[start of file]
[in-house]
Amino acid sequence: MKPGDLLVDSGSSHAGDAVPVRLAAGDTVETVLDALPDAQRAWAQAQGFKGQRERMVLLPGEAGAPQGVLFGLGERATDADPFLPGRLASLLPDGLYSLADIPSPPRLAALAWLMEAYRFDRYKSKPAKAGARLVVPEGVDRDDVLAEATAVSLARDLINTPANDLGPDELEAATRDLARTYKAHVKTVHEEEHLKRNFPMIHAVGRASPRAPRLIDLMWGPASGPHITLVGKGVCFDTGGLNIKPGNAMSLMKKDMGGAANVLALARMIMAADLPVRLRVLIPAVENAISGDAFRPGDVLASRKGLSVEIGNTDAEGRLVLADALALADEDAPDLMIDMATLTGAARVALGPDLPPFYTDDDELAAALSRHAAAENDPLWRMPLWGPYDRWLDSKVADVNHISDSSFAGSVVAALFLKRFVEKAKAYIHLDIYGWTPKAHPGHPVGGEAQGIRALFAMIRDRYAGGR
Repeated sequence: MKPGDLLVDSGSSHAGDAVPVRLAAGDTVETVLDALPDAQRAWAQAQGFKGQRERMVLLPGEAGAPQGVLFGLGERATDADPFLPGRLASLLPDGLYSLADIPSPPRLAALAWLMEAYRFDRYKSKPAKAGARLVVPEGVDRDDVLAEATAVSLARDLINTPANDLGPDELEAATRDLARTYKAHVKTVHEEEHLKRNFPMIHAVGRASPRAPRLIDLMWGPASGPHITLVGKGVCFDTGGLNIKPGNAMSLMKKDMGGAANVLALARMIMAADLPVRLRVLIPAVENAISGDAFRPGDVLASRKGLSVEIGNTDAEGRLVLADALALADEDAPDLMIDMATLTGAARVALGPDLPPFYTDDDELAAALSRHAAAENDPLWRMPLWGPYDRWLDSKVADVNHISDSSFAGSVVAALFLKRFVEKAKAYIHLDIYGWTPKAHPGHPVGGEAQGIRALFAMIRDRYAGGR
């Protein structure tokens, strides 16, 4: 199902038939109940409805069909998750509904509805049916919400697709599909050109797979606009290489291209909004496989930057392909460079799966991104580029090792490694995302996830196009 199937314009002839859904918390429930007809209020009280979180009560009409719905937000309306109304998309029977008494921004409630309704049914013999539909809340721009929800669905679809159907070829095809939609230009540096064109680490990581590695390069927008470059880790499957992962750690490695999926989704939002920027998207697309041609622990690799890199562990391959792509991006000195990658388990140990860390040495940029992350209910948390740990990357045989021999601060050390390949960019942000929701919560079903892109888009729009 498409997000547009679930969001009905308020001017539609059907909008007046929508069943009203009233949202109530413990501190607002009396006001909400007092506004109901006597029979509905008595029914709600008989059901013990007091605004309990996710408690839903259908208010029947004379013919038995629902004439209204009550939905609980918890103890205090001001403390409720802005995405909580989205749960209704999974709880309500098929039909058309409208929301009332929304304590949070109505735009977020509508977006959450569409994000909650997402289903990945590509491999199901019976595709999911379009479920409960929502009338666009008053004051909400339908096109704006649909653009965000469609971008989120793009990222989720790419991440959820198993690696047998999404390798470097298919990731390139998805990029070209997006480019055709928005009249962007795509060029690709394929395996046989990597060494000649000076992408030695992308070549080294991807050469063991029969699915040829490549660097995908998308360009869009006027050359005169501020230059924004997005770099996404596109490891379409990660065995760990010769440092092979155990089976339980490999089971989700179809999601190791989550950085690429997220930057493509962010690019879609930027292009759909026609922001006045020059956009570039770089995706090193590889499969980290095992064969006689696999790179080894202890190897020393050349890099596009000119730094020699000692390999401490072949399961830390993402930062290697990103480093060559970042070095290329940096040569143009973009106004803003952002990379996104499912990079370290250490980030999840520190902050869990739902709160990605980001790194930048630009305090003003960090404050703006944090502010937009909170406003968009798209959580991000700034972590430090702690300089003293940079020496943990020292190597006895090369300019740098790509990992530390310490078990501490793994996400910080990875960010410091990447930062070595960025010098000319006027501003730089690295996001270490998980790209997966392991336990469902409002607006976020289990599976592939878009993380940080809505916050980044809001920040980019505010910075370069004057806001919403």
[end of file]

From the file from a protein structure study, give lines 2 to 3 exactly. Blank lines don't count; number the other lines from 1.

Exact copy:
Amino acid sequence: MKPGDLLVDSGSSHAGDAVPVRLAAGDTVETVLDALPDAQRAWAQAQGFKGQRERMVLLPGEAGAPQGVLFGLGERATDADPFLPGRLASLLPDGLYSLADIPSPPRLAALAWLMEAYRFDRYKSKPAKAGARLVVPEGVDRDDVLAEATAVSLARDLINTPANDLGPDELEAATRDLARTYKAHVKTVHEEEHLKRNFPMIHAVGRASPRAPRLIDLMWGPASGPHITLVGKGVCFDTGGLNIKPGNAMSLMKKDMGGAANVLALARMIMAADLPVRLRVLIPAVENAISGDAFRPGDVLASRKGLSVEIGNTDAEGRLVLADALALADEDAPDLMIDMATLTGAARVALGPDLPPFYTDDDELAAALSRHAAAENDPLWRMPLWGPYDRWLDSKVADVNHISDSSFAGSVVAALFLKRFVEKAKAYIHLDIYGWTPKAHPGHPVGGEAQGIRALFAMIRDRYAGGR
Repeated sequence: MKPGDLLVDSGSSHAGDAVPVRLAAGDTVETVLDALPDAQRAWAQAQGFKGQRERMVLLPGEAGAPQGVLFGLGERATDADPFLPGRLASLLPDGLYSLADIPSPPRLAALAWLMEAYRFDRYKSKPAKAGARLVVPEGVDRDDVLAEATAVSLARDLINTPANDLGPDELEAATRDLARTYKAHVKTVHEEEHLKRNFPMIHAVGRASPRAPRLIDLMWGPASGPHITLVGKGVCFDTGGLNIKPGNAMSLMKKDMGGAANVLALARMIMAADLPVRLRVLIPAVENAISGDAFRPGDVLASRKGLSVEIGNTDAEGRLVLADALALADEDAPDLMIDMATLTGAARVALGPDLPPFYTDDDELAAALSRHAAAENDPLWRMPLWGPYDRWLDSKVADVNHISDSSFAGSVVAALFLKRFVEKAKAYIHLDIYGWTPKAHPGHPVGGEAQGIRALFAMIRDRYAGGR